Who’d have thought that a lifelong worshipper at the temple of do-it-yourself shifting would ever say such a thing? But here it is: I wish this Mustang had been an automatic.
Back in the day, all sports cars were convertibles. But not all convertibles are sports cars. Lopping the top off a car has two effects that are anathema to speed and agility: weight goes up and body rigidity goes down. That may not matter much in a car designed from the ground up as a two-seat roadster. But at a certain point of size and seating capacity, even the Mustang crosses over from intense performance machine to laid-back cruiser.
And that altered identity works best – just like in all those airport rental convertibles – with automatic transmission.
At least we had made-to-measure weather. My mid-April booking triggered Southern Ontario’s first warm spell of the year, and the ’Stang’s top made it easy to enjoy. It takes just 11 seconds to drop the top and that includes first manually releasing the catch on the windshield. Ford has also reduced the height of the folded top a whopping 17 centimetre, to the benefit of both rearward visibility and aesthetic purity.
Unlike some modern convertibles, the Mustang doesn’t let you operate the top on the move (at least, not above 5 km/h). And although the side windows go down automatically as part of the process, it’s up to you to power them back up (three switches) if you want them raised while driving.
Keeping the windows up reduces air turbulence in the cockpit to a modest breeze, even at highway velocity. Leave the top up and you hear the whoosh of air over the fabric ceiling, but there’s none of the bluster or flutter you might expect.
The V-8 whooffle that we found a little subdued on the coupe is much better enjoyed when there’s no metal between your ears and the tailpipes. And in Mustang’s case the soft-top weight penalty is barely five per cent, so you don’t lose too much of the coupe’s straight-line speed. Figure on a plenty-quick 0-100-km/h time around five seconds if you make full and skilled use of the chunky, metallic six-on-a-stick shifter.
Said shifter was perfectly at home in the Performance Pack GT we tested last fall: not exactly an effortless no-brainer to handle when you’re just pottering around, but the harder you worked it, the better it felt. However, the softer-sprung, looser-bodied convertible with its surprisingly compliant ride would be better matched with the optional six-speed automatic (especially since, according to Car and Driver magazine’s tests, there’s absolutely no “slushbox” performance penalty).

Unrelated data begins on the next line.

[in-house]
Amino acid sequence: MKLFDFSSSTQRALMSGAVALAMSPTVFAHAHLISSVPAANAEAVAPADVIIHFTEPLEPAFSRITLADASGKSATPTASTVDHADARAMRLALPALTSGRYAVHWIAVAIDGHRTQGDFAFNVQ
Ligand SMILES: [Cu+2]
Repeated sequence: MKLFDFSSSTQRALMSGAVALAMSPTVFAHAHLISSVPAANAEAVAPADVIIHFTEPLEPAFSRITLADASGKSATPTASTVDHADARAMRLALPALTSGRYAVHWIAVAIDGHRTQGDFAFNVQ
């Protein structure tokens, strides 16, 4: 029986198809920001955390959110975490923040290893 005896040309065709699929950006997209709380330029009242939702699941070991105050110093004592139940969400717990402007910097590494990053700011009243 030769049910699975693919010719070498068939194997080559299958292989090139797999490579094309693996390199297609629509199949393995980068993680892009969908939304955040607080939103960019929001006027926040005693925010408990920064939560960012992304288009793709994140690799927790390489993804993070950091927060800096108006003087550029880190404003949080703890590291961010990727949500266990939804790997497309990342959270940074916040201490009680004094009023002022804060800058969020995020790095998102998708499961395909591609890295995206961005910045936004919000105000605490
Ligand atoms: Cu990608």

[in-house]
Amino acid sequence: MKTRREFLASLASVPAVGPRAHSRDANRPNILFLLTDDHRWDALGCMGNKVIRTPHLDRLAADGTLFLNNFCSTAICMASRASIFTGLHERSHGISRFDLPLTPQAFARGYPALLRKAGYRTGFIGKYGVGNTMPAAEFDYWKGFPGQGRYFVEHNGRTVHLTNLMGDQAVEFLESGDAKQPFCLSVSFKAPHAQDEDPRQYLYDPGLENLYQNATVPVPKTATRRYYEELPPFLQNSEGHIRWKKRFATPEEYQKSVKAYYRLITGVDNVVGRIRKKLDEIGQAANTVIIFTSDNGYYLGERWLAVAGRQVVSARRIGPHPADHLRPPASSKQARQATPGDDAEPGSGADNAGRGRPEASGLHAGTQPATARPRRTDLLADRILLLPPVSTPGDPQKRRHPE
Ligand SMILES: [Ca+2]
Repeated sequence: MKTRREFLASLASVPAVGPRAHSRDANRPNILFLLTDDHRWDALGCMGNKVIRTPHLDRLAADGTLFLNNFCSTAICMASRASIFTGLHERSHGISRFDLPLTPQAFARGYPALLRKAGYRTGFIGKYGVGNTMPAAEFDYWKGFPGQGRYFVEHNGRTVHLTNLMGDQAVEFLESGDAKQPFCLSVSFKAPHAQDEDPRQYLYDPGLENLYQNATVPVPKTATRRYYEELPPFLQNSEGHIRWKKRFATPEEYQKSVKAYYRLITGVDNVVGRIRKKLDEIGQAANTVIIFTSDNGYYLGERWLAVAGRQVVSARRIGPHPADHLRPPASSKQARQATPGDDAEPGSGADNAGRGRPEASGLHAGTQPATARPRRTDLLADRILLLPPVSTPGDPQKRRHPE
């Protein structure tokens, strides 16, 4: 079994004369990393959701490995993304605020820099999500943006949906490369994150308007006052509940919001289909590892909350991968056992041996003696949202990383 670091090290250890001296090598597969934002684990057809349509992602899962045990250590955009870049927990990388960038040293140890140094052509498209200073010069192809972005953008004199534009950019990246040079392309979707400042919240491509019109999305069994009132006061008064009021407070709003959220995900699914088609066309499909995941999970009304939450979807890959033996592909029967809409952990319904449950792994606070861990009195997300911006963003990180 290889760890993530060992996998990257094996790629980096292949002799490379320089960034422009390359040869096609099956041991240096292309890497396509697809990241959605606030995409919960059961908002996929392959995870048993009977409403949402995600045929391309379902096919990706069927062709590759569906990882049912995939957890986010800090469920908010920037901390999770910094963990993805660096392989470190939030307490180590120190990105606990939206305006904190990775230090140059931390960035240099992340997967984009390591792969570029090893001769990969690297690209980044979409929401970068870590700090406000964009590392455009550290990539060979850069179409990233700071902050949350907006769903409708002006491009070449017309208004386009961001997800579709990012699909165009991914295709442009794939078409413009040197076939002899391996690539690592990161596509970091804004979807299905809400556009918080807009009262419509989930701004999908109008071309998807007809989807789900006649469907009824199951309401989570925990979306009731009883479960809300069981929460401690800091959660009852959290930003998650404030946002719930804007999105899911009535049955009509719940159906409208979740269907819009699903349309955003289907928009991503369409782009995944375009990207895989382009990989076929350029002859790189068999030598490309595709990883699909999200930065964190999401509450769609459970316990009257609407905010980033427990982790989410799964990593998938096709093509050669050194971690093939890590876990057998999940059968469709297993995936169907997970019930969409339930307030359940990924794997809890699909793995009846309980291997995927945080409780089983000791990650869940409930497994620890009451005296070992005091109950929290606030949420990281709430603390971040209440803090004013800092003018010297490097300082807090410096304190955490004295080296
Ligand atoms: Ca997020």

A degree of body quiver is endemic to convertibles, all the more so those with a structural
“hole” big enough to accommodate an extra pair of seats and, while the Mustang’s not bad, there’s enough underlying softness to say, “let’s all take a deep breath and relax.” And much as we love the sturm und drang of the V-8, the convertible’s laid-back persona would be well served by the base V-6 engine.
As a convertible, the Mustang’s only direct rival is the Chevrolet Camaro. I haven’t driven a drop-top Camaro recently enough to compare, but does it matter? Given the epic half-century rivalry between the two, I don’t see a lot of cross-shopping here. Both deliver a style of al fresco automobility that is unique in their price range, and if you liked the Mustang Convertible before, you’ll like it even better now.
You’ll like this car if. You could use a traditional all-American muscle convertible with room for up to three passengers and two golf bags.
- Base price: $30,349; $54,949 as tested (GT Premium)
- Engine: 5.0-litre DOHC, 32V V-8
- Drive: Six-speed manual, rear-wheel drive
- Fuel economy (litres/100 km): 15.2 city; 9.3 highway
- Alternatives: Chevrolet Camaro Convertible
- Looks: It looks good, in a tough, purposeful way, even with the top up. Differences from the coupe go beyond just the roof; a revised “muscle line” on the rear body-side, and recontoured trunk lid, give it a more linear appearance than the tin-top.
- Interior: The range of at-the-wheel adjustment is less than optimal, and the cockpit design favours form over function, yet without appearing especially rich in fit finish. But it can accommodate four mid-size adults.
- Technology: Mechanically, it’s the most sophisticated Mustang, yet still preserves that traditional pony-car persona. Adaptive speed control is a pricey $1,600 option on the test car, likewise the $2,000 for a package that includes an audio upgrade, memory seats and blind-spot monitoring. On-board IT includes most features and capabilities you’d expect, interfaced through the little-loved SYNC with MyFord Touch.
- Performance: One of the smaller V-8s among its peers, the 5.0 is more a revver than a torque-monster so you need to row the gears to extract the best from it. Handling is on the fun side of competent, but lacks the taut balance and precision of the coupe. It’s no coincidence that the hard-core Performance Pack chassis set-up is not even available on the squishier-bodied convertible.
- Cargo: The trunk is 19 per cent
- roomier than on the old car and Ford claims its 323-litre volume (12 per cent more than Camaro convertible) can accommodate two large golf bags, even with the available premium audio subwoofer. Unlike in some European convertibles, cargo volume is unaffected by whether the top is up or down.
A modern rendition of a uniquely American motoring tradition.